Those of you who picked two days off in the pool can collect your money. Yes, I had originally written that I would take three (maybe four) days off, but I simply had to write today.
From Jake Novak, formerly of CNBC:
“If you call Israel an “occupier,” you are either a liar or an ignoramus…although these days, most people saying this are both.”
Novak is not one who often uses pejoratives. It is frightening to me that so many people side with a terrorist/criminal organization like
Hamas and spurn the only democracy in the Middle East. I think that simply reveals anti-Semitism has always been prevalent, but sometimes less visible. Like the people who voted for Tonald Drump in 2016 or were pro-Brexit, but didn’t admit that to pollsters before those elections, people who are really anti-Semites sometimes hide their views. They’re still wrong, whether their views are overt or covert.
I have been receiving an increasing number of links in my email to articles about the C4 Corvette. It seems as though interest in the newest generation Corvette, the C8, has increased interest in all Corvettes. First, some C4 photos and then proof that I have spent too much time with The Genuine Corvette Black Book and have way too much time on my hands.
Courtesy of Corvette Blogger a picture of a 1984 Corvette, the first year of the C4. The ’84 Vette used the same “Cross-Fire” fuel injection used in the last year of the C3, 1982. No, there was no 1983 model year Corvette. Get over it…
Sorry for the different picture size…from an unsecured site a picture of a 1990 Corvette convertible with the auxiliary hardtop. Thirty-one percent of ’90 Vette convertibles were sold with the auxiliary hardtop. In the same way, I guess, that I love the look of the C2 convertible with the hardtop in place, I feel the same way about the C4.
From FastLaneCars.com a picture of a 1996 Corvette, the last year of the C4. Here is that proof I mentioned earlier:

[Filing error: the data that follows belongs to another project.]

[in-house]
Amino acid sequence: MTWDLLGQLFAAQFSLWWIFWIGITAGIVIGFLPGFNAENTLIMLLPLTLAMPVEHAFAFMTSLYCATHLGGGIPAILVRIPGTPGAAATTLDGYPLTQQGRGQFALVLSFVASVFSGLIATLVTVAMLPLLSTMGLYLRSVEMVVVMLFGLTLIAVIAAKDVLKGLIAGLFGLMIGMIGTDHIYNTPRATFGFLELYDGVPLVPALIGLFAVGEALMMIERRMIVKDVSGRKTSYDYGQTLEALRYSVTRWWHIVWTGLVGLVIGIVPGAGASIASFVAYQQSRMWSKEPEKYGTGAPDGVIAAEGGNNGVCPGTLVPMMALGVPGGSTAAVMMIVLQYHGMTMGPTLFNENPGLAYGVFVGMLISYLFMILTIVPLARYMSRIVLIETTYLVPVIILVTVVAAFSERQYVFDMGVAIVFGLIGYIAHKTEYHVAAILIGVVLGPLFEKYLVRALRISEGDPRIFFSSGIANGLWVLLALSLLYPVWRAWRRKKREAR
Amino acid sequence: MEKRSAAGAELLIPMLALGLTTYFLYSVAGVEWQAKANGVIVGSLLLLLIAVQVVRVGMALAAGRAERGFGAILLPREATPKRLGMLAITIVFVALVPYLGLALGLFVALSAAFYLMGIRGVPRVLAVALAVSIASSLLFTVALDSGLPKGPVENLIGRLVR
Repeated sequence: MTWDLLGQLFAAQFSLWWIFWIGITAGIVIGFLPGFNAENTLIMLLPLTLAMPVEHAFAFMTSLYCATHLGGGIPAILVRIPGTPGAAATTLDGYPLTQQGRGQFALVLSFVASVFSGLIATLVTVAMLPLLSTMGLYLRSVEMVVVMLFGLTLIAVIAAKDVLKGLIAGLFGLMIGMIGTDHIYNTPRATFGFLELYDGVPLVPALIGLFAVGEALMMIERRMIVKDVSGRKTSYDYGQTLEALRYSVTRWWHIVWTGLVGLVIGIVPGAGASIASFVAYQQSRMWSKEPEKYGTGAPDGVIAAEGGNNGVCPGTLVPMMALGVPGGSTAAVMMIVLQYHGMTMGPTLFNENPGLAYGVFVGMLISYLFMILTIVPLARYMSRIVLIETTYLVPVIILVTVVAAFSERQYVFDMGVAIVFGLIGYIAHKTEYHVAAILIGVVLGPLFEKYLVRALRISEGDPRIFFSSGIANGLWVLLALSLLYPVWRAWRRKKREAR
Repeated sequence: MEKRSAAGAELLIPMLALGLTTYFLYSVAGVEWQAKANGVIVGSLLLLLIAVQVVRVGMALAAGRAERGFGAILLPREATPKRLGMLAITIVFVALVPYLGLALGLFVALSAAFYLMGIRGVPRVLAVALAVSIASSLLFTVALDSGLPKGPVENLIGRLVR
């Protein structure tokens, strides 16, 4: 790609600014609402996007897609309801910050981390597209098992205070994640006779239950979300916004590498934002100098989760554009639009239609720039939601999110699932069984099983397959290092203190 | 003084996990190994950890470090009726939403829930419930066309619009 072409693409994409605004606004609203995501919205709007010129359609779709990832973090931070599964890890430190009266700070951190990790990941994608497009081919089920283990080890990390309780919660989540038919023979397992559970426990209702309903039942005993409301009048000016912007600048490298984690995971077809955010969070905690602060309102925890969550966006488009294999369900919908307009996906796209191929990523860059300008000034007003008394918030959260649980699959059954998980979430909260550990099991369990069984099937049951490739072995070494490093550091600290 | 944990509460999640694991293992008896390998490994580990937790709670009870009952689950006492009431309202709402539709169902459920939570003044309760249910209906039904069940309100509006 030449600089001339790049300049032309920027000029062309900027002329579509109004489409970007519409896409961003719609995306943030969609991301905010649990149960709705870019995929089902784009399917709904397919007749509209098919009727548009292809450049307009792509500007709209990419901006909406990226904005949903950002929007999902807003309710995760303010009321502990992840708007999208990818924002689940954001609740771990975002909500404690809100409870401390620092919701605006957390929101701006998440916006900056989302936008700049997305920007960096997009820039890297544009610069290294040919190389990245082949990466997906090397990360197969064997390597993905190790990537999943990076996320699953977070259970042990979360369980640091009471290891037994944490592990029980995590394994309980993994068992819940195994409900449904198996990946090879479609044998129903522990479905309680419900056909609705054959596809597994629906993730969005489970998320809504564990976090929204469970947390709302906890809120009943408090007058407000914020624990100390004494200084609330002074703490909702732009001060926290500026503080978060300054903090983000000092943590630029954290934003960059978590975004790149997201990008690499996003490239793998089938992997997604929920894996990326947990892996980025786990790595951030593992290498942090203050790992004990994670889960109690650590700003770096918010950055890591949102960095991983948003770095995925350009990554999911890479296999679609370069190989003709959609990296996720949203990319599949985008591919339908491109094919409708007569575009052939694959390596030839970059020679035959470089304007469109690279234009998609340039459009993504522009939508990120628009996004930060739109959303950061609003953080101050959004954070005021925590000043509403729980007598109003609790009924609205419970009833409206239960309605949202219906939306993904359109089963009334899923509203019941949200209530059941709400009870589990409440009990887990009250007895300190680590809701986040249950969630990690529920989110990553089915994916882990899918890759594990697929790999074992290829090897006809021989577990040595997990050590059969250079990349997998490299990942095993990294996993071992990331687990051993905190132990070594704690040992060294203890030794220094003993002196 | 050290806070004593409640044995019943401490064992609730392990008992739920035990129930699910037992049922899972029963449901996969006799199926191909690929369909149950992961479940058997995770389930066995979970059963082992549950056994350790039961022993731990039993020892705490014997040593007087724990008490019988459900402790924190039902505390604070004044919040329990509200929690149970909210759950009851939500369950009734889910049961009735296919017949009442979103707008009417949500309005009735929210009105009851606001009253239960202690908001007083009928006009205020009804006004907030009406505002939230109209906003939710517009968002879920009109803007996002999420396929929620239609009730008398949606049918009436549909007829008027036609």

|YEAR||NUMBER PRODUCED||CONV||COUPE BASE||CONV BASE||BASE HP||TOP HP||PCT AUTO|
For the Top HP I did not show the Callaway Twin-Turbo cars that were available from 1987 to 1991, inclusive, because that was not a factory-installed option. It was a potent engine, though; for example, the 1988 Callaway Twin-Turbo was rated at 382 HP and 562 LB-FT of torque. The top factory engine was 245 HP/340 LB-FT.
For the nth plus nth time I will write that I was not a fan of C4 Corvettes for a long time, until I was. I think if you can buy one, especially one from 1992 or later, or even better, from 1995 or 1996, then you probably should.
All of this data comes from a spreadsheet I made years ago using information from The Genuine Corvette Black Book. Like I wrote, too much time…
I used to frequent the message boards of a certain car “publication,” in large part as a way to drive traffic to my blog. When it was announced that the C8 would not be offered with a traditional manual transmission, many readers commented that was the death knell of the Corvette, that Vette drivers preferred a manual. When I commented that more Corvettes have been sold with automatics every model year since 1972, the silence was deafening. Yes, never let the facts get in the way of your opinions…sounds like anti-Semites. You can see that automatics accounted for more than 70 percent of C4 production every year except 1990.
Hemmings currently has 84 1992-96 Corvettes listed for non-auction sale. Twenty-three of these cars have an asking price of less than $15,000. I suspect prices for C4 Corvettes have increased along with the price of virtually all used cars, in the wake of the damn virus and chip shortage that have choked production of new cars, and the renewed interest in all Corvettes.
As always, I welcome thoughtful comments.
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